Separating cyberslackers from people who may need medical help has vast implications in business, where employees may use company time and bandwidth to surf and shop, and where instant messaging has become the virtual water cooler for office chat. Responses from more than 200 employers in a survey conducted by the Saratoga Institute and commissioned by Websense Inc., an international Internet access management company, revealed more than 60 percent of U.S. companies have disciplined - and more than 30 percent have terminated - employees for inappropriate Internet use.
“It’s very useful for some people to spend high amounts of time on the Internet for work, school and recreation,” said Jeffrey I. Cole, director of the University of California, Los Angeles Center for Communications Policy. “For the vast majority of Americans, Internet use doesn’t come at the expense of other activities. However, there is something inherently addictive in the Internet because it’s interactive and it’s dynamic - it’s never the same as you left it. Clearly, there are people who stay online longer than they intended, and other parts of their lives do suffer. It would be interesting to know whether that’s clinically diagnosable.”
Shapira presented a case study in Depression and Anxiety that described a 32-year-old man with bipolar disorder, obsessive-compulsive disorder and depression. The volunteer’s Internet use began when he started college at 28, although he played computer games in high school to the point where it affected his grades. He estimated he spent 24 hours online per week, primarily playing games and chatting, but his actual time online averaged 35.9 hours per week. He felt a rise in tension before logging on and his college work was impaired. Further, his Internet use did not occur exclusively during mood states caused by existing disorders.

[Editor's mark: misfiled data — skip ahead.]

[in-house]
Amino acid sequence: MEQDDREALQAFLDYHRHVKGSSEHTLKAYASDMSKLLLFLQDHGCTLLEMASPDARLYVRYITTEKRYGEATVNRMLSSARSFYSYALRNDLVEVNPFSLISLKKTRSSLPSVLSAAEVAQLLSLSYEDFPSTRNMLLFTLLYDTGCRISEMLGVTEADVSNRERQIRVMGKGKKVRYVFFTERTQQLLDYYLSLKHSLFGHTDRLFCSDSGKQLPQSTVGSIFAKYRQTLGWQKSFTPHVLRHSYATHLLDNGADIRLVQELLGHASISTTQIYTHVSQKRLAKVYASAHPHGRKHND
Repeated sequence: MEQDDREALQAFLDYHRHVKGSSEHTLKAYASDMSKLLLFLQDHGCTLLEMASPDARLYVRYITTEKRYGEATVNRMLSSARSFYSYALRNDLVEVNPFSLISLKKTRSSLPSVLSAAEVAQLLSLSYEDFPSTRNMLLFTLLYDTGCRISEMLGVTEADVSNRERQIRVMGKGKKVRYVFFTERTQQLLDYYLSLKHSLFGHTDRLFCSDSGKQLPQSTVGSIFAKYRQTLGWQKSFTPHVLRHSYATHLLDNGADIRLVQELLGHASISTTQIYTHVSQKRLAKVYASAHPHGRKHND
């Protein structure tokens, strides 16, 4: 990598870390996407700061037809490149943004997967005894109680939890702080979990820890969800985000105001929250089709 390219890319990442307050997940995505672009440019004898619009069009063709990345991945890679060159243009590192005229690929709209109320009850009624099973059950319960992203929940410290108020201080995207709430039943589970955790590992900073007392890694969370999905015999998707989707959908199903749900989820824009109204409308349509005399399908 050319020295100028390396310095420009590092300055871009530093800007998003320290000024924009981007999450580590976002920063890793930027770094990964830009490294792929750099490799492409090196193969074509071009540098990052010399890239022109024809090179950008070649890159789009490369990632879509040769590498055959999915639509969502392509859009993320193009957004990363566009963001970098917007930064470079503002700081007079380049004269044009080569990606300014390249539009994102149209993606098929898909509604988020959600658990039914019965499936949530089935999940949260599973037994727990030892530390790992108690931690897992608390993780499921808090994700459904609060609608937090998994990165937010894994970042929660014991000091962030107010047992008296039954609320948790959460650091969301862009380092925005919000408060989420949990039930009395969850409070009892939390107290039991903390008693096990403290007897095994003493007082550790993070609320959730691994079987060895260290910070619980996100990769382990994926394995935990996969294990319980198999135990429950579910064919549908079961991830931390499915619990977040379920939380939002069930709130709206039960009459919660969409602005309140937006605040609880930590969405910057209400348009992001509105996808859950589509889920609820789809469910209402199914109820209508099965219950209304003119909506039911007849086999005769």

“All of the studies that actually evaluated patients have a pretty consistent profile that problematic Internet users are older than what you might expect, in the (early) to mid-30s, they are male and female, they spend about 28 hours a week in pleasure, recreational or personal computer use, and they report problematic use for about three years,” Shapira said. “What we’ve defined are people who have dysfunctional high use. What’s missing is we have no idea if this is a separate disorder.”
Shapira submitted a chapter on problematic Internet use for an upcoming volume of the Handbook of Impulse Control Disorders, a publication of the American Psychiatric Association, at the request of the editors. But more research is needed to determine whether Internet addiction should be a separate listing in the Diagnostic and Statistical Manual of Mental Disorders - considered the standard for psychiatric diagnoses in the United States - or whether problematic Internet use should fall under the umbrella of impulse control disorders, such as pathological gambling. According to a report by UCLA researchers, 71 percent of Americans went online in 2002, averaging 11 online hours per week, yet comparatively little information exists about the relationship between the Internet and psychiatric illness, Shapira said.
“It’s disheartening to consider how little we know about the effects of the Internet on humans and how few resources from companies, foundations and the government are devoted to looking at the problems,” Shapira said. “That’s why we proposed our criteria - to enable doctors to make a diagnosis and to define a specific population for study. Taking a random set of people and calling them Internet addicts without some scientific basis cannot lead to effective treatments.”For more information contact: